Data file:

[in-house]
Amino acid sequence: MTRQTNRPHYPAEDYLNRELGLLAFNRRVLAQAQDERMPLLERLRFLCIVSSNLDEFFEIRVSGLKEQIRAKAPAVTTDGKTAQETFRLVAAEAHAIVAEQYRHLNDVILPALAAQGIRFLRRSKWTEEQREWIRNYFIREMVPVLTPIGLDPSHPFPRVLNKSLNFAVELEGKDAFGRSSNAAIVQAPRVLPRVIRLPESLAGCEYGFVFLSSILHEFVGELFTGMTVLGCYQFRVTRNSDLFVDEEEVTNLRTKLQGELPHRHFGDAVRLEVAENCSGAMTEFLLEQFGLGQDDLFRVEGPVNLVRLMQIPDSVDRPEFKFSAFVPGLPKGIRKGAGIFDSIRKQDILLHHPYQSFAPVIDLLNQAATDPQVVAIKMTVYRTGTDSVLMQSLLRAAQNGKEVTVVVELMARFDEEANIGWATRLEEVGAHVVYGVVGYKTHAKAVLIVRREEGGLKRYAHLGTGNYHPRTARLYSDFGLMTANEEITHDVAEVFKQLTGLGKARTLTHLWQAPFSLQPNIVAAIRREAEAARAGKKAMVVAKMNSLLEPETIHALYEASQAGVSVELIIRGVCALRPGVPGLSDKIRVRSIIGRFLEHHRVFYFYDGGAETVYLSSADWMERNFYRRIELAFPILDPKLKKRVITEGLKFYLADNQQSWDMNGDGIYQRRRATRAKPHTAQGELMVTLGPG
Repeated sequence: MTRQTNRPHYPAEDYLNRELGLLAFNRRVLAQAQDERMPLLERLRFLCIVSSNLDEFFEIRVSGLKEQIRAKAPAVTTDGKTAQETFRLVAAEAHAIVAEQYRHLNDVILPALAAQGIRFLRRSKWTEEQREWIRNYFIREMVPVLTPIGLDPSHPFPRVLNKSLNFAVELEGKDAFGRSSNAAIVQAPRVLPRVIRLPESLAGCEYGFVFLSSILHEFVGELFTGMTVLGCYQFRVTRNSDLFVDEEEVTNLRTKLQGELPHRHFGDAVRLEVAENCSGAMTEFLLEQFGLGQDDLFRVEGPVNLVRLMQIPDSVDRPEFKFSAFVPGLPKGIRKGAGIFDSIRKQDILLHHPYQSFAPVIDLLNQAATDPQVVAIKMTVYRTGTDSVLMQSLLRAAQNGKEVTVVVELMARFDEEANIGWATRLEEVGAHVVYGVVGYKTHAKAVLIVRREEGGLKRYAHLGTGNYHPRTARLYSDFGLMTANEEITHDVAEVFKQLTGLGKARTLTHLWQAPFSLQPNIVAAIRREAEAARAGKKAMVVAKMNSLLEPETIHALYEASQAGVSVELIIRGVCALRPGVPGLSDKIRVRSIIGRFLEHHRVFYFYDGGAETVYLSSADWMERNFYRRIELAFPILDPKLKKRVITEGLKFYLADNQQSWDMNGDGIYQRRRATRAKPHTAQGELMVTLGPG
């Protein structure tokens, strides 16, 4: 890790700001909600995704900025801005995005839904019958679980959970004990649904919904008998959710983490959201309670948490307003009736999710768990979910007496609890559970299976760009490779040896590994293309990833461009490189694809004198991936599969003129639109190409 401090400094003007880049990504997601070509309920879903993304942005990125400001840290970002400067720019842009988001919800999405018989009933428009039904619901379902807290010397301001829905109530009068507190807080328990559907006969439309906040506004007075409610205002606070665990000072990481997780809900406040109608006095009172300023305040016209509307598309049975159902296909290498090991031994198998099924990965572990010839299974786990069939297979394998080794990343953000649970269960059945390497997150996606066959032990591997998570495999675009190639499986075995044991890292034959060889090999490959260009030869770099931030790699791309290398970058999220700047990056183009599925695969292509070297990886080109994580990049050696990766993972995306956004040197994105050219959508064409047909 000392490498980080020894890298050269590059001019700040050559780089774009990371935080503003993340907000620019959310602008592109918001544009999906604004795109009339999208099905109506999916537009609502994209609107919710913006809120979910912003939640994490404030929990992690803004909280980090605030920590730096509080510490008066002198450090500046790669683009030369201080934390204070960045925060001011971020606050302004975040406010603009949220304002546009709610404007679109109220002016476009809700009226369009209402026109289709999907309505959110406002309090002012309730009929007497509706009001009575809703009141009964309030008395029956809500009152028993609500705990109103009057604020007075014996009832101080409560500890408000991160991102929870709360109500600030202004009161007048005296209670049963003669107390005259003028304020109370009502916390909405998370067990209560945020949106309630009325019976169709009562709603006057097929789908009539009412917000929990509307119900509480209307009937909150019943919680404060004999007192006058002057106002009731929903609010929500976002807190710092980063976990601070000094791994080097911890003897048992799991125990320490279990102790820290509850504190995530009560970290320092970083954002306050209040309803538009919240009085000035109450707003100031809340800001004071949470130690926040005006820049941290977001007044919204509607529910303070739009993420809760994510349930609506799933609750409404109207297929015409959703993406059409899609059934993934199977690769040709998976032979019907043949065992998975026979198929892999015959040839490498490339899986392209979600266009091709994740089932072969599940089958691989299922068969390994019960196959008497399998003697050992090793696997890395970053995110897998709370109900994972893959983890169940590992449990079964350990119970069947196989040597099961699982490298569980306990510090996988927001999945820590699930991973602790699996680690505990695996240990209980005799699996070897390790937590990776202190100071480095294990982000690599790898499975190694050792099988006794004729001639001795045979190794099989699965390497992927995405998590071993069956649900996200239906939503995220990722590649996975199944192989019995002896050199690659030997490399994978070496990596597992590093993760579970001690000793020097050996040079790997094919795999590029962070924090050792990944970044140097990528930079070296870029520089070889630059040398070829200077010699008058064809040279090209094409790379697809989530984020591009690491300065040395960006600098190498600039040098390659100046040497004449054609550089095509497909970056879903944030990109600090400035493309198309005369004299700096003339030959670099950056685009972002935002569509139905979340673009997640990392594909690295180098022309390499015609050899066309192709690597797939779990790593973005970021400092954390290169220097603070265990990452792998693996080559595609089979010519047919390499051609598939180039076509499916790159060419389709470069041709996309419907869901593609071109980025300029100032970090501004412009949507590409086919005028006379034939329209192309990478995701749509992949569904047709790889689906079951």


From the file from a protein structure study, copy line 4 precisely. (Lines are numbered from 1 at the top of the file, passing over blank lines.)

């Protein structure tokens, strides 16, 4: 890790700001909600995704900025801005995005839904019958679980959970004990649904919904008998959710983490959201309670948490307003009736999710768990979910007496609890559970299976760009490779040896590994293309990833461009490189694809004198991936599969003129639109190409 401090400094003007880049990504997601070509309920879903993304942005990125400001840290970002400067720019842009988001919800999405018989009933428009039904619901379902807290010397301001829905109530009068507190807080328990559907006969439309906040506004007075409610205002606070665990000072990481997780809900406040109608006095009172300023305040016209509307598309049975159902296909290498090991031994198998099924990965572990010839299974786990069939297979394998080794990343953000649970269960059945390497997150996606066959032990591997998570495999675009190639499986075995044991890292034959060889090999490959260009030869770099931030790699791309290398970058999220700047990056183009599925695969292509070297990886080109994580990049050696990766993972995306956004040197994105050219959508064409047909 000392490498980080020894890298050269590059001019700040050559780089774009990371935080503003993340907000620019959310602008592109918001544009999906604004795109009339999208099905109506999916537009609502994209609107919710913006809120979910912003939640994490404030929990992690803004909280980090605030920590730096509080510490008066002198450090500046790669683009030369201080934390204070960045925060001011971020606050302004975040406010603009949220304002546009709610404007679109109220002016476009809700009226369009209402026109289709999907309505959110406002309090002012309730009929007497509706009001009575809703009141009964309030008395029956809500009152028993609500705990109103009057604020007075014996009832101080409560500890408000991160991102929870709360109500600030202004009161007048005296209670049963003669107390005259003028304020109370009502916390909405998370067990209560945020949106309630009325019976169709009562709603006057097929789908009539009412917000929990509307119900509480209307009937909150019943919680404060004999007192006058002057106002009731929903609010929500976002807190710092980063976990601070000094791994080097911890003897048992799991125990320490279990102790820290509850504190995530009560970290320092970083954002306050209040309803538009919240009085000035109450707003100031809340800001004071949470130690926040005006820049941290977001007044919204509607529910303070739009993420809760994510349930609506799933609750409404109207297929015409959703993406059409899609059934993934199977690769040709998976032979019907043949065992998975026979198929892999015959040839490498490339899986392209979600266009091709994740089932072969599940089958691989299922068969390994019960196959008497399998003697050992090793696997890395970053995110897998709370109900994972893959983890169940590992449990079964350990119970069947196989040597099961699982490298569980306990510090996988927001999945820590699930991973602790699996680690505990695996240990209980005799699996070897390790937590990776202190100071480095294990982000690599790898499975190694050792099988006794004729001639001795045979190794099989699965390497992927995405998590071993069956649900996200239906939503995220990722590649996975199944192989019995002896050199690659030997490399994978070496990596597992590093993760579970001690000793020097050996040079790997094919795999590029962070924090050792990944970044140097990528930079070296870029520089070889630059040398070829200077010699008058064809040279090209094409790379697809989530984020591009690491300065040395960006600098190498600039040098390659100046040497004449054609550089095509497909970056879903944030990109600090400035493309198309005369004299700096003339030959670099950056685009972002935002569509139905979340673009997640990392594909690295180098022309390499015609050899066309192709690597797939779990790593973005970021400092954390290169220097603070265990990452792998693996080559595609089979010519047919390499051609598939180039076509499916790159060419389709470069041709996309419907869901593609071109980025300029100032970090501004412009949507590409086919005028006379034939329209192309990478995701749509992949569904047709790889689906079951």